The bill also includes a provision that, in a State in which marijuana may be prescribed by a physician for medical use under applicable State law, no provision of the Controlled Substances Act (CSA) or the Federal Food, Drug, and Cosmetics Act shall interfere with such State laws. (This provision is also included in H.R. 715.)

At present, no U.S. healthcare professional can legally prescribe cannabis. Several states have laws on the books that were passed many, many years ago in expectation that federal law would change; but until then, doctors even in these states are legally prohibited from prescribing it. Doing so, would expose medical practitioners to prosecution and loss of his/her license.

H.R. 715 – Compassionate Access Act

Also sponsored by Griffith is H.R. 715. This bill asks for “the rescheduling of marihuana (to any schedule other than I), the medicinal use of marihuana in accordance with State law and the exclusion of cannabidiol from the definition of marihuana, and for other purposes,” and that cannabidiol (CBD), derived from the plant or synthetically formulated and containing not greater than 0.3 percent THC on a dry weight basis, be excluded from the definition of “marihuana.”

The bill also calls for control over access to research into the potential medicinal uses of cannabis be turned over to an agency of the executive branch that is not focused on researching for the addictive properties of substances, and empower the new agency to ensure adequate supply of the plant is available for research. It further asks that research performed in a scientifically sound manner, and in accordance with the laws in a State where marijuana or CBD is legal for medical purposes, but does not use marijuana from federally approved sources, may be considered for purposes of rescheduling.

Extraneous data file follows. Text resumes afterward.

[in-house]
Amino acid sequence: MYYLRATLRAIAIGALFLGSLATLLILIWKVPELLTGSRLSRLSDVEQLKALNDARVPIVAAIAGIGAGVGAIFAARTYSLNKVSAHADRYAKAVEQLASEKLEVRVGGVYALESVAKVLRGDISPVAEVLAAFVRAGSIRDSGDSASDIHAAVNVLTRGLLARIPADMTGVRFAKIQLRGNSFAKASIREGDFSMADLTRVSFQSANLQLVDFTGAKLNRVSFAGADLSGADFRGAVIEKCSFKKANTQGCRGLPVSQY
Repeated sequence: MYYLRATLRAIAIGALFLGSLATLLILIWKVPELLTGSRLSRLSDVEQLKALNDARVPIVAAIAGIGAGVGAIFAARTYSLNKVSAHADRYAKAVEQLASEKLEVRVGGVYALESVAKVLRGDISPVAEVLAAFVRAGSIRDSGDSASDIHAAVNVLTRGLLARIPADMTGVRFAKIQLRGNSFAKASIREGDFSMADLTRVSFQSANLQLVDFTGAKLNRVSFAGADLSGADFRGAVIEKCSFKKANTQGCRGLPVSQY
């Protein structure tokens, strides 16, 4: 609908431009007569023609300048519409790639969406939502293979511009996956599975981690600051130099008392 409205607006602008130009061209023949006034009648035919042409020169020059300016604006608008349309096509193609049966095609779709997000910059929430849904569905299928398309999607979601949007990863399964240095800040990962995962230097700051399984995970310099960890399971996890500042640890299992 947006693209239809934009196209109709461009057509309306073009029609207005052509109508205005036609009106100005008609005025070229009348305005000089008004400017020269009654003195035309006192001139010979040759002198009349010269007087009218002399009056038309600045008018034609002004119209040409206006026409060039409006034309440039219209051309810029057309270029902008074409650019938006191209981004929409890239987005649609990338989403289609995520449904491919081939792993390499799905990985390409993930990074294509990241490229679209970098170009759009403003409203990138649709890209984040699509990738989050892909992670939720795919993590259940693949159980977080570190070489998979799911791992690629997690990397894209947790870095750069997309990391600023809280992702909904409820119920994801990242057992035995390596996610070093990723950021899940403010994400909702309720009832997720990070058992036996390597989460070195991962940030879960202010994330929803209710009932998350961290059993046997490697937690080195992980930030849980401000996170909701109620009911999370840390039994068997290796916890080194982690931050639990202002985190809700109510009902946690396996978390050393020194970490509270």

California AB 1578

California lawmakers quickly got to work and proposed AB 1758, aiming to have California declared as a “sanctuary state” from federal enforcement. If passed and signed into law, state or local agencies would be prevented from taking enforcement action without a court order signed by a judge, including using agency resources to assist a federal agency to “investigate, detain, detect, report, or arrest a person for commercial or noncommercial marijuana or medical cannabis activity that is authorized by law in the State of California and from transferring an individual to federal law enforcement authorities for purposes of marijuana enforcement.”

AB 1758 is pending referral and may be heard in committee on March 21.

30+ bills have been introduced in California since voters approved Proposition 64 in November. Most of these have been submitted to help clean-up the administration and the complex and inconsistencies that exist between the medical and recreational systems.

Support for marijuana legalization is at an all-time high

Cannabis has long-established medical uses as an effective treatment for ailments that include HIV/AIDS, inflammatory and auto-immune diseases, gastro-intestinal disorders, PTSD, chronic pain, and many others.

According to a Qunnipiac poll released February 23, 2017, U.S. voters say, 59 – 36 percent, that marijuana should be legal in the U.S.; and voters support, by a whopping 96 – 6 percent, legalizing cannabis for medical purposes if prescribed by a doctor; and an overwhelming 71 -23 percent believe the government should not enforce federal laws against marijuana in states that have legalized it.